3. Their ephemeral nature makes it easier to insert them into a narrative. The “suspension of disbelief” factor is lower with a ghost than something corporeal because the reader has less of an expectation that it would leave physical signs and evidence. This also allows for more play between what’s real and what’s imagined by the narrator, especially in first-person narratives.

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Christine Stroud 58 pages Disorder Press (2017)

Read this if you like: hybrid stories, fragmented narratives, grief and loss narratives

tl;dr summary: Twin grieves and remembers her sister in the aftermath of her suicide

See the book on Disorder Press’ website

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Jason DeYoung 44 pages The Cupboard Pamphlet (Volume 42, 2020)

Read this if you like: Cormac McCarthy’s The Road, Carmen Maria Machado, character-driven apocalyptic horror

tl;dr summary: Three people survive together during a quiet apocalypse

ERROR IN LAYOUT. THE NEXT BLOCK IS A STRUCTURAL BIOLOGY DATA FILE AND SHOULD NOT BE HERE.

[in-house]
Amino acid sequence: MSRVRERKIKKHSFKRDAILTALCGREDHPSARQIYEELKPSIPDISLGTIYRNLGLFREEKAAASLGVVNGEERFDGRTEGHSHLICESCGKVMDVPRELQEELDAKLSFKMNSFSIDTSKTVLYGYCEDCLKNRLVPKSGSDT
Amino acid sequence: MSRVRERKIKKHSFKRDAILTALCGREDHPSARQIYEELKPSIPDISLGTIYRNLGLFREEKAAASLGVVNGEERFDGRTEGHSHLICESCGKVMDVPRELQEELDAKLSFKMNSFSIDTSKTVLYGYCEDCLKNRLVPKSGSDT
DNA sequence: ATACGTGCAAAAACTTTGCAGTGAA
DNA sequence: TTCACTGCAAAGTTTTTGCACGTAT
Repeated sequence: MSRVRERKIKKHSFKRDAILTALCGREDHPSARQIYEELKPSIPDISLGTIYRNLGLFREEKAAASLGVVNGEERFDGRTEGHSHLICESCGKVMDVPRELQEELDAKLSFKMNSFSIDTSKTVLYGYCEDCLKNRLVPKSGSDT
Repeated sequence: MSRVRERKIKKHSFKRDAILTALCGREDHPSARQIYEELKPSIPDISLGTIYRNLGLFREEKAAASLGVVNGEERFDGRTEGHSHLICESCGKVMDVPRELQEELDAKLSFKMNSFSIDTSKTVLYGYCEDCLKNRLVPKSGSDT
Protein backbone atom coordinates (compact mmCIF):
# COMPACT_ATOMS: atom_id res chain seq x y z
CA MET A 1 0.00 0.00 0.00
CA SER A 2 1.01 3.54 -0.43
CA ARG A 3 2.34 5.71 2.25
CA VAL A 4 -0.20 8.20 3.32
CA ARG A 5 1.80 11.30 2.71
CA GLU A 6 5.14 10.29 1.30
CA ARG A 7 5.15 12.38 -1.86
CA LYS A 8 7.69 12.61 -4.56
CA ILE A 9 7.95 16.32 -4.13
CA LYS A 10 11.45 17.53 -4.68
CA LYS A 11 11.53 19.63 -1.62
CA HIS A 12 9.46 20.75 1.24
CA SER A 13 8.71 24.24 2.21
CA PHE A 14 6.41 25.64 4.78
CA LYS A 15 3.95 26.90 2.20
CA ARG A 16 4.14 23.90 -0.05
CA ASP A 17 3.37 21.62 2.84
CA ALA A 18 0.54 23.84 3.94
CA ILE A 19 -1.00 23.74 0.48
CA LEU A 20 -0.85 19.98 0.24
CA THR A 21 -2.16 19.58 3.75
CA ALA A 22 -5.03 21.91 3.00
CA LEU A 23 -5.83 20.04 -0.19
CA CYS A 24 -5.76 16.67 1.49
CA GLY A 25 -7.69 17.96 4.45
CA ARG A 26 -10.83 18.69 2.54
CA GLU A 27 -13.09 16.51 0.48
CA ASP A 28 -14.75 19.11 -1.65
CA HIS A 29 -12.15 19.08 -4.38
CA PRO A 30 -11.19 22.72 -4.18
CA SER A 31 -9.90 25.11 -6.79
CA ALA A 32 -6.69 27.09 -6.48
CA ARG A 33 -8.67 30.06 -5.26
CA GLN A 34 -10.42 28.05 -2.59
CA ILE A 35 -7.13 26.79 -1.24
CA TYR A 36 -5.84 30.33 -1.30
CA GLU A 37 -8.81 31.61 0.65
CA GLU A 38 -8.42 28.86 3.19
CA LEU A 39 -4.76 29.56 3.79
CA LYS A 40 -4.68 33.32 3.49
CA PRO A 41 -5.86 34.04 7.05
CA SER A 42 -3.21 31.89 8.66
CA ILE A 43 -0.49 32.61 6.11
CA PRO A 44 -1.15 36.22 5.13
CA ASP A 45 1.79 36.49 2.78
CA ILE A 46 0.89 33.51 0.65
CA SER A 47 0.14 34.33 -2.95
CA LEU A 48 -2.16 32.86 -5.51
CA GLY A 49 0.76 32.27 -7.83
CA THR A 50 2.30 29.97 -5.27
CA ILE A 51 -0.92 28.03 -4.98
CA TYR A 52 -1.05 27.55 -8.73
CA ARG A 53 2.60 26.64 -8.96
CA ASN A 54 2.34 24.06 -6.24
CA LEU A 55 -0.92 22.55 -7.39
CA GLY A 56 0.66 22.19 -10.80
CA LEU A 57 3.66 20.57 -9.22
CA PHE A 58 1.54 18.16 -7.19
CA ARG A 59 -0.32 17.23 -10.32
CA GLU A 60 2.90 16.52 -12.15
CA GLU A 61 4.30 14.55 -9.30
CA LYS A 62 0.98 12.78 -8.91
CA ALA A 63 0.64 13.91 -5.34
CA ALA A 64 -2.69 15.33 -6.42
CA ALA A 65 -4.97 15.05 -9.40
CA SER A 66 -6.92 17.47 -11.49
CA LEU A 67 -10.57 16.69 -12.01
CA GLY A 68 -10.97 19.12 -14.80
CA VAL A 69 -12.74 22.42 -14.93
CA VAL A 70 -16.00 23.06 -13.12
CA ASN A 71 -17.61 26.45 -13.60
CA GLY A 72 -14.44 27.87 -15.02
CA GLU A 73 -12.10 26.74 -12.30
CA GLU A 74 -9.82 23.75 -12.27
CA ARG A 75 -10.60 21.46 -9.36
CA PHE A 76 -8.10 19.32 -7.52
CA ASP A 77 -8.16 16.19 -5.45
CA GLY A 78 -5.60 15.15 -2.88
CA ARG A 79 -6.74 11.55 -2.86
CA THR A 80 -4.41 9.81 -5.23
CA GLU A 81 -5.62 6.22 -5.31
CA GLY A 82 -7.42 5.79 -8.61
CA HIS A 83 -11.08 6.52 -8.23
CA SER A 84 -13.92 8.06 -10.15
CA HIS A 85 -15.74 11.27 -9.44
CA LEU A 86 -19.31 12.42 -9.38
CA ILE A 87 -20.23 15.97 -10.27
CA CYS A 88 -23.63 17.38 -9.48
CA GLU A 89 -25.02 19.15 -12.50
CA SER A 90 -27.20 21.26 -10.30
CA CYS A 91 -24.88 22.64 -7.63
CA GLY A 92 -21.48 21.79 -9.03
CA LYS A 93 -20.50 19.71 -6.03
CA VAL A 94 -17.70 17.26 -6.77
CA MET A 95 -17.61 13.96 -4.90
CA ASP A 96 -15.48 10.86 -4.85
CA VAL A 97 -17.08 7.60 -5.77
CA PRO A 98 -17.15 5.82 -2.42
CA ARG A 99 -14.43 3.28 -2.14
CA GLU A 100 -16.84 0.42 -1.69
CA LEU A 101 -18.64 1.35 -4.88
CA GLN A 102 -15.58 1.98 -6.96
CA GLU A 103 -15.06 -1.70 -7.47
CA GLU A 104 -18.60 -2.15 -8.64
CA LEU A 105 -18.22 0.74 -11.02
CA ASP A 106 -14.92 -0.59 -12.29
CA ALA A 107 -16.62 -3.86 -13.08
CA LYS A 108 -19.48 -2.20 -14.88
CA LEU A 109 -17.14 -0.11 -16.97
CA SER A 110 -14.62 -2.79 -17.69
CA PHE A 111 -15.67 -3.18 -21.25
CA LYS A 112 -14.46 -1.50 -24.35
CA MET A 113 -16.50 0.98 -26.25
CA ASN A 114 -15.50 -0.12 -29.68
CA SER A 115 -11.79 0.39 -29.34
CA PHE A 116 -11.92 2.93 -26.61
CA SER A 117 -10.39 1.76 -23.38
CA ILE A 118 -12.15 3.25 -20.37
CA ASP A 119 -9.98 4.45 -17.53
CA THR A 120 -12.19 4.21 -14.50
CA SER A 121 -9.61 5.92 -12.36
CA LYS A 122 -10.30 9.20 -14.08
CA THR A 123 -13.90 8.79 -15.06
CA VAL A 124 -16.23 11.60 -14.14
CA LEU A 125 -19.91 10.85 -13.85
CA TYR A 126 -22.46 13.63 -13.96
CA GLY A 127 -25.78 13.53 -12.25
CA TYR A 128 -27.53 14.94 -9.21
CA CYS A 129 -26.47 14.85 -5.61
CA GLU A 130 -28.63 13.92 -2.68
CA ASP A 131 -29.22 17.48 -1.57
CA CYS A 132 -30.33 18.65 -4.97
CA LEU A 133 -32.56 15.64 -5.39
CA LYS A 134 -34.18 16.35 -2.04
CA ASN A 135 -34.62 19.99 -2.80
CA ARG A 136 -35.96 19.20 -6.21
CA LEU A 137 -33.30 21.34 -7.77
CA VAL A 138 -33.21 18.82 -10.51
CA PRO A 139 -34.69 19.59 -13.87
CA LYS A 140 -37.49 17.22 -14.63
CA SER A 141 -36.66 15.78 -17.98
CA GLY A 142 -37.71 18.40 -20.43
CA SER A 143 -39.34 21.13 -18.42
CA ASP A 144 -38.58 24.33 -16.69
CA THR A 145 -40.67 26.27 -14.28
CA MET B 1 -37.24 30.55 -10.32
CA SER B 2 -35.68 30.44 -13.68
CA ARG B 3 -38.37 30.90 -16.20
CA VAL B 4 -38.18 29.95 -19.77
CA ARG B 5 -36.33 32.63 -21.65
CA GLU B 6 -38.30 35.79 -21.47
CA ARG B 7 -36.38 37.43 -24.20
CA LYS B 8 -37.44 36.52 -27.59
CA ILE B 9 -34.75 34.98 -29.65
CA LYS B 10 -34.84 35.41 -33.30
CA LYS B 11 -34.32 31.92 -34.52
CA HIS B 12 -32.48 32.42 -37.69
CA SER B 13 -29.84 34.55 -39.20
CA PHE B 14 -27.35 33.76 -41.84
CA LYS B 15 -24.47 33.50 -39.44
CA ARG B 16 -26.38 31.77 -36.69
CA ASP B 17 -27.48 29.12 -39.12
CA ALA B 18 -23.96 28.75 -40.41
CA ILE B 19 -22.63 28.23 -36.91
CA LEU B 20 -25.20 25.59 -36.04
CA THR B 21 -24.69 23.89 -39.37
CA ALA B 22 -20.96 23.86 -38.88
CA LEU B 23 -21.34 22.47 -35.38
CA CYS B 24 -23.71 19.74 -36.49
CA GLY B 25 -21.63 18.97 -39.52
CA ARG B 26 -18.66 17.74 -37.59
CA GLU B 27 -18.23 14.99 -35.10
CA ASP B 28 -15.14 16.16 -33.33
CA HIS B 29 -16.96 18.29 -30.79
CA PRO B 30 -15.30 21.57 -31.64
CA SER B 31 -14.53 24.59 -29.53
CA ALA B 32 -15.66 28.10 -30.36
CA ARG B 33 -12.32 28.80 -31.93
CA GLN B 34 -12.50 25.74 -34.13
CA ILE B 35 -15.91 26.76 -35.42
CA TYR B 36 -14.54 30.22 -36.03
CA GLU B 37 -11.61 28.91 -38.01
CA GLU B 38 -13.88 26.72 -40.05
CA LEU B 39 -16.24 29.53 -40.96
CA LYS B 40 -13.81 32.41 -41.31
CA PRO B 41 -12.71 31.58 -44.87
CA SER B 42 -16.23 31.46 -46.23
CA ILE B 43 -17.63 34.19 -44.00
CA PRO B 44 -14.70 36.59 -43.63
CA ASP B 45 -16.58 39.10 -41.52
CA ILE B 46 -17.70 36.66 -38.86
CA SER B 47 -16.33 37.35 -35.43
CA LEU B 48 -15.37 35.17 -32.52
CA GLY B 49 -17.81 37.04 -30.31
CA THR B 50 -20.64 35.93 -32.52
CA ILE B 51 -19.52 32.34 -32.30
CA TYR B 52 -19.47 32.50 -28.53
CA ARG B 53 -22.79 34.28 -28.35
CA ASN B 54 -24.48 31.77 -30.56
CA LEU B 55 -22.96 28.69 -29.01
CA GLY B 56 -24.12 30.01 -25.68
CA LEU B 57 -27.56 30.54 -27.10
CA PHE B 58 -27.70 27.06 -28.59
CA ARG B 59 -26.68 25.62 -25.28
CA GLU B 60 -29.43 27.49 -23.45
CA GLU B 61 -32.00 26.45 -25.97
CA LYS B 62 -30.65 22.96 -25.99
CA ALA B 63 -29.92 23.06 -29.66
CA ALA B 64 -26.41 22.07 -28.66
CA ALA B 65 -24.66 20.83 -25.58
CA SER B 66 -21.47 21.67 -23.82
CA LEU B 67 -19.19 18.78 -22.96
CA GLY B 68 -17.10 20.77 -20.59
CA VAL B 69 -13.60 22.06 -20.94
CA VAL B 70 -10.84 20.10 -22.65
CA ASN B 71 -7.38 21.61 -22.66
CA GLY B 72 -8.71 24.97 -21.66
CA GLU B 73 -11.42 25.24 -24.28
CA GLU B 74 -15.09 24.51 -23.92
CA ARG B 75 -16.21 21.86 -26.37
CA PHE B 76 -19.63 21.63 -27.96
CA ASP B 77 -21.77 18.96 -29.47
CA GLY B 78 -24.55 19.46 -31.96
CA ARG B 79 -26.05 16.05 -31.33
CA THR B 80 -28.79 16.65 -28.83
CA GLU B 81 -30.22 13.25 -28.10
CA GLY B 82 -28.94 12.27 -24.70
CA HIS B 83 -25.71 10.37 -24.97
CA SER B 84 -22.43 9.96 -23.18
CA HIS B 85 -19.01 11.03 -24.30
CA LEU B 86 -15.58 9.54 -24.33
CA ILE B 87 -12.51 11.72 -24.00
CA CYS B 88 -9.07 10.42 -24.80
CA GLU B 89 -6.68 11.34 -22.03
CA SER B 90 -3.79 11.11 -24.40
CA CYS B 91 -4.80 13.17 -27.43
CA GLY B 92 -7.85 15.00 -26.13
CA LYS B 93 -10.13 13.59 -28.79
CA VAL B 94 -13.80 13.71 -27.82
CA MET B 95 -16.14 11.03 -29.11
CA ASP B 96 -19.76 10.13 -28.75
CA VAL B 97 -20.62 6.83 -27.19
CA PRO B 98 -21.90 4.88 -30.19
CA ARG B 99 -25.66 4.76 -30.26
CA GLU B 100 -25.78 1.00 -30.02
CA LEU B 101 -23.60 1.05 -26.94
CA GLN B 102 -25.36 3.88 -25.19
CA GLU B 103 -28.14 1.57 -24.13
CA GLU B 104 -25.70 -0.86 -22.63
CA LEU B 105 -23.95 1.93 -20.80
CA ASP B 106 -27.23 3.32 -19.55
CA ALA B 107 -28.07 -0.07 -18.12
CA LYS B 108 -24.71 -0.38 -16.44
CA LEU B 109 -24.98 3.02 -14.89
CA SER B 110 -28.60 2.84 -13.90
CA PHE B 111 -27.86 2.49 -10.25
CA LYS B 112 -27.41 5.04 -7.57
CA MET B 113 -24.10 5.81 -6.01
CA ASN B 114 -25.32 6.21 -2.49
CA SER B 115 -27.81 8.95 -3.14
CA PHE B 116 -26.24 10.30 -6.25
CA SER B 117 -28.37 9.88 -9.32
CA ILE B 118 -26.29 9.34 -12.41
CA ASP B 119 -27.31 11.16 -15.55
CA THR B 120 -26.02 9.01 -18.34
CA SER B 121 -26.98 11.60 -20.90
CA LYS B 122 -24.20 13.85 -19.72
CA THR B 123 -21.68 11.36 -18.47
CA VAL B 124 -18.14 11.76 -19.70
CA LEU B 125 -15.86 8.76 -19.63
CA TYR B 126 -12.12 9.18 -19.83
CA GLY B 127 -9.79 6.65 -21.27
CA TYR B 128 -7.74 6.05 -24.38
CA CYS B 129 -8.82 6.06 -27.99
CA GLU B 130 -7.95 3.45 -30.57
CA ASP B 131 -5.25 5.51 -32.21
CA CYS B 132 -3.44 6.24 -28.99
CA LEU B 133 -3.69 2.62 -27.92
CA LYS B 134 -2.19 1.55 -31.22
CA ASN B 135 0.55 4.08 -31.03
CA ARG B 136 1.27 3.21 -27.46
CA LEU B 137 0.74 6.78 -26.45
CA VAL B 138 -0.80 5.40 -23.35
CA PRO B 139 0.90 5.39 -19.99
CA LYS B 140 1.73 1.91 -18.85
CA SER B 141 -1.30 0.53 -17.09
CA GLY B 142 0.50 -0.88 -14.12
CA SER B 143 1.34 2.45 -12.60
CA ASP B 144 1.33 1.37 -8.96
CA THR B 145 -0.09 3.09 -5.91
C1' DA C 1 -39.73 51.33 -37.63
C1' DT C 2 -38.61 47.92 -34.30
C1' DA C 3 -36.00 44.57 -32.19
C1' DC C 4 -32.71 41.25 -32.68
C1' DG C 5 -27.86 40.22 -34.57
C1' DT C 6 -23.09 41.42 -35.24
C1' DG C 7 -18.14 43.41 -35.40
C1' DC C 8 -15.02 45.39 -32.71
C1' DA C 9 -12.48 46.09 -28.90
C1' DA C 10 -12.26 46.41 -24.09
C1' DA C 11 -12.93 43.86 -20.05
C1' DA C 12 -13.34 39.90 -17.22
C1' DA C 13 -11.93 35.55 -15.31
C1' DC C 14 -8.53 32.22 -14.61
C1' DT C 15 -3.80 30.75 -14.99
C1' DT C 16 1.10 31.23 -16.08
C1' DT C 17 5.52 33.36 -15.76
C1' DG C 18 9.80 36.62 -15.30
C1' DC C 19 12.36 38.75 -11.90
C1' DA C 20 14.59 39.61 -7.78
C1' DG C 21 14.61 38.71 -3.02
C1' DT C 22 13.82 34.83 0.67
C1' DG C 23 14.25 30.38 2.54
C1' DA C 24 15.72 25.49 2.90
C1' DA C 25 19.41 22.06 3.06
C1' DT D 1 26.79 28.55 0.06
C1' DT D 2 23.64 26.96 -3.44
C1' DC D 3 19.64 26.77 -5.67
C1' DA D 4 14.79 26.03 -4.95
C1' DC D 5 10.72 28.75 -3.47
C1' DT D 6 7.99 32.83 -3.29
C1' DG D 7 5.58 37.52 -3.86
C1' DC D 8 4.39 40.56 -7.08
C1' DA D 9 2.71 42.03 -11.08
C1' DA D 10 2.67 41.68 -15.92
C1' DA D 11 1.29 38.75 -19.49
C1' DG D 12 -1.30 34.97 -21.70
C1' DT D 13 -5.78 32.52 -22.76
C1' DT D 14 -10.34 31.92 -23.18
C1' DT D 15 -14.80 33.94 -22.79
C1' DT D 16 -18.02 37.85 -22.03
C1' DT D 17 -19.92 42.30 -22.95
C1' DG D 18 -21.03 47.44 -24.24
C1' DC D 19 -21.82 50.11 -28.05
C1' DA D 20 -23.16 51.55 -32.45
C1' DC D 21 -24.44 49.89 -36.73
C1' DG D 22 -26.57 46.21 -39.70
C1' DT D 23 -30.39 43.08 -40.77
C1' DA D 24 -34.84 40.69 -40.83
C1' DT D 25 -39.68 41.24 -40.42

See the book on The Cupboard’s website


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A lot of literary magazines have basically the same deal. There are slight variations in the genre, length, and vibe of the things they publish, but you’ll find the submission guidelines of most journals are 90% identical (sometimes even repeating the exact same phrases), and their format is equally homogeneous: prose and/or poetry, published either in a book-like form or as web pages.

And not that there’s anything wrong with that. A straightforward, expected format keeps the reader’s focus mostly on the work itself, and that’s where it should be. But I’m always excited when I’m scrolling through open calls and I stumble across a market that breaks this mold. Even if it’s not a place any of my current work will fit, I find I’ll often add these to my list of journals I go to just as a reader—which is a much shorter list, that’s much more difficult for a journal to land a place on, than the magazines I read with the goal of deciding if my work would fit in their pages.